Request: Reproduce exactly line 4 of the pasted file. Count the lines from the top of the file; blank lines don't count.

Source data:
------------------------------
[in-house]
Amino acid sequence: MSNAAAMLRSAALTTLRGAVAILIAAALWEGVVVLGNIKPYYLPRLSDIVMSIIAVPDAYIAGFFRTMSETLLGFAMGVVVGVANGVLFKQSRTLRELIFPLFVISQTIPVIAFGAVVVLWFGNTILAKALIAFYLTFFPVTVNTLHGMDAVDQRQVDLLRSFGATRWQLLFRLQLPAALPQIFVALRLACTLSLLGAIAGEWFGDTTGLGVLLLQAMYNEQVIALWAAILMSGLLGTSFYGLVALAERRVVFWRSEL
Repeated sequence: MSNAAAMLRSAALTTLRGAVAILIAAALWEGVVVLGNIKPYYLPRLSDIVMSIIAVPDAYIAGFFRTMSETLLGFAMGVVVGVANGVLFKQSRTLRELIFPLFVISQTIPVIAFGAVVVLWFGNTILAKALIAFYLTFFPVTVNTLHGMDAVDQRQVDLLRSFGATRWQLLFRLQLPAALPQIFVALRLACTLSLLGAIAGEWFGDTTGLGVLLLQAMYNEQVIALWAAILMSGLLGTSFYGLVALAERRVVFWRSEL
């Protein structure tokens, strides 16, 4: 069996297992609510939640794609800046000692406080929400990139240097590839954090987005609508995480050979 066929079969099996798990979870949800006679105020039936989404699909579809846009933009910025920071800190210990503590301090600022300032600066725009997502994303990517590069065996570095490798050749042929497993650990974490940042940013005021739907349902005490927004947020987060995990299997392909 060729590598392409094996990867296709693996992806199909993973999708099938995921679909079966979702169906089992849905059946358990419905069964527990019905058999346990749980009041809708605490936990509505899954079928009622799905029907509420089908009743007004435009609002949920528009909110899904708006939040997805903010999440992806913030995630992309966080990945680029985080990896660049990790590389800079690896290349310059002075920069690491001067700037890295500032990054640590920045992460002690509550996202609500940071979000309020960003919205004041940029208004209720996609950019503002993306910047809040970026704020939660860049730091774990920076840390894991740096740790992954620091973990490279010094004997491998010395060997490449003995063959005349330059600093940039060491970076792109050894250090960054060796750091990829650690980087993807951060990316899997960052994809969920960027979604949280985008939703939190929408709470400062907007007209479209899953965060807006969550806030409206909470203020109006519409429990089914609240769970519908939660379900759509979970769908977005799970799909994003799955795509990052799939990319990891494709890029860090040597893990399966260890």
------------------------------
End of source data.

């Protein structure tokens, strides 16, 4: 069996297992609510939640794609800046000692406080929400990139240097590839954090987005609508995480050979 066929079969099996798990979870949800006679105020039936989404699909579809846009933009910025920071800190210990503590301090600022300032600066725009997502994303990517590069065996570095490798050749042929497993650990974490940042940013005021739907349902005490927004947020987060995990299997392909 060729590598392409094996990867296709693996992806199909993973999708099938995921679909079966979702169906089992849905059946358990419905069964527990019905058999346990749980009041809708605490936990509505899954079928009622799905029907509420089908009743007004435009609002949920528009909110899904708006939040997805903010999440992806913030995630992309966080990945680029985080990896660049990790590389800079690896290349310059002075920069690491001067700037890295500032990054640590920045992460002690509550996202609500940071979000309020960003919205004041940029208004209720996609950019503002993306910047809040970026704020939660860049730091774990920076840390894991740096740790992954620091973990490279010094004997491998010395060997490449003995063959005349330059600093940039060491970076792109050894250090960054060796750091990829650690980087993807951060990316899997960052994809969920960027979604949280985008939703939190929408709470400062907007007209479209899953965060807006969550806030409206909470203020109006519409429990089914609240769970519908939660379900759509979970769908977005799970799909994003799955795509990052799939990319990891494709890029860090040597893990399966260890």